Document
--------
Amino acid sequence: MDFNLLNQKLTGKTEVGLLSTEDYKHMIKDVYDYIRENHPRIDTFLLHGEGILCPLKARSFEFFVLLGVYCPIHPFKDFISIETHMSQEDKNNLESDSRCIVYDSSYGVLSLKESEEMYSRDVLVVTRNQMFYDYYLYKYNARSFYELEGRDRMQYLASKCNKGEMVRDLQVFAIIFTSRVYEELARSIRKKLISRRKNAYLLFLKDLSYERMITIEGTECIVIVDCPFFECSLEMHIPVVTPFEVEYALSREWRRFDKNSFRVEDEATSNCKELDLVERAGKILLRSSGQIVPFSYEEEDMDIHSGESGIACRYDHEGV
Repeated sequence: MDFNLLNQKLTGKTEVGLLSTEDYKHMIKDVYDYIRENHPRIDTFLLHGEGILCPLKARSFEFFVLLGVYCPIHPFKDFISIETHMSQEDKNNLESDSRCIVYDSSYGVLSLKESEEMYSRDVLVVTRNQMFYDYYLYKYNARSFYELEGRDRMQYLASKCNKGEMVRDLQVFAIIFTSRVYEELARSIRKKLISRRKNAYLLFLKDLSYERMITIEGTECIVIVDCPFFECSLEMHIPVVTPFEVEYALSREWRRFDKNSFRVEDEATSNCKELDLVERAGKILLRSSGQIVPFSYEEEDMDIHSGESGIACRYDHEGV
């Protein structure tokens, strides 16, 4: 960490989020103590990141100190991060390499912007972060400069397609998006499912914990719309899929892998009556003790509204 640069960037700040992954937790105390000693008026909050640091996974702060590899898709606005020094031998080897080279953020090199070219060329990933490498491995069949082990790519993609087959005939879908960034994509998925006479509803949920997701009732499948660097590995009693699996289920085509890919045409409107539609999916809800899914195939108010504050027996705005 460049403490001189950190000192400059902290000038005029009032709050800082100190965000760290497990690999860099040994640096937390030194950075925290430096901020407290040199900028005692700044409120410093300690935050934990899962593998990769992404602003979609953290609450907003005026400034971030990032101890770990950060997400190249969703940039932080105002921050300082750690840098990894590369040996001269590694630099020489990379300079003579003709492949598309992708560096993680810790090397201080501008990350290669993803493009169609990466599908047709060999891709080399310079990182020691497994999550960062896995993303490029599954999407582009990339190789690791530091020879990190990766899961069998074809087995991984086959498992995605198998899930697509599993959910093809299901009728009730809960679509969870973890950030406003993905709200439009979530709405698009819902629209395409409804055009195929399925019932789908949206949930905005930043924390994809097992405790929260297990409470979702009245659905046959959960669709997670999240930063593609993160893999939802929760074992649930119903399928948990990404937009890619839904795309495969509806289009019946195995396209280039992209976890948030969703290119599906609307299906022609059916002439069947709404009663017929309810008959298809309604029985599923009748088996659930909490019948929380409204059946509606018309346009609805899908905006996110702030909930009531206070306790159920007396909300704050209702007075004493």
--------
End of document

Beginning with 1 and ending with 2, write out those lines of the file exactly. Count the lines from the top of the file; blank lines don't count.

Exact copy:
Amino acid sequence: MDFNLLNQKLTGKTEVGLLSTEDYKHMIKDVYDYIRENHPRIDTFLLHGEGILCPLKARSFEFFVLLGVYCPIHPFKDFISIETHMSQEDKNNLESDSRCIVYDSSYGVLSLKESEEMYSRDVLVVTRNQMFYDYYLYKYNARSFYELEGRDRMQYLASKCNKGEMVRDLQVFAIIFTSRVYEELARSIRKKLISRRKNAYLLFLKDLSYERMITIEGTECIVIVDCPFFECSLEMHIPVVTPFEVEYALSREWRRFDKNSFRVEDEATSNCKELDLVERAGKILLRSSGQIVPFSYEEEDMDIHSGESGIACRYDHEGV
Repeated sequence: MDFNLLNQKLTGKTEVGLLSTEDYKHMIKDVYDYIRENHPRIDTFLLHGEGILCPLKARSFEFFVLLGVYCPIHPFKDFISIETHMSQEDKNNLESDSRCIVYDSSYGVLSLKESEEMYSRDVLVVTRNQMFYDYYLYKYNARSFYELEGRDRMQYLASKCNKGEMVRDLQVFAIIFTSRVYEELARSIRKKLISRRKNAYLLFLKDLSYERMITIEGTECIVIVDCPFFECSLEMHIPVVTPFEVEYALSREWRRFDKNSFRVEDEATSNCKELDLVERAGKILLRSSGQIVPFSYEEEDMDIHSGESGIACRYDHEGV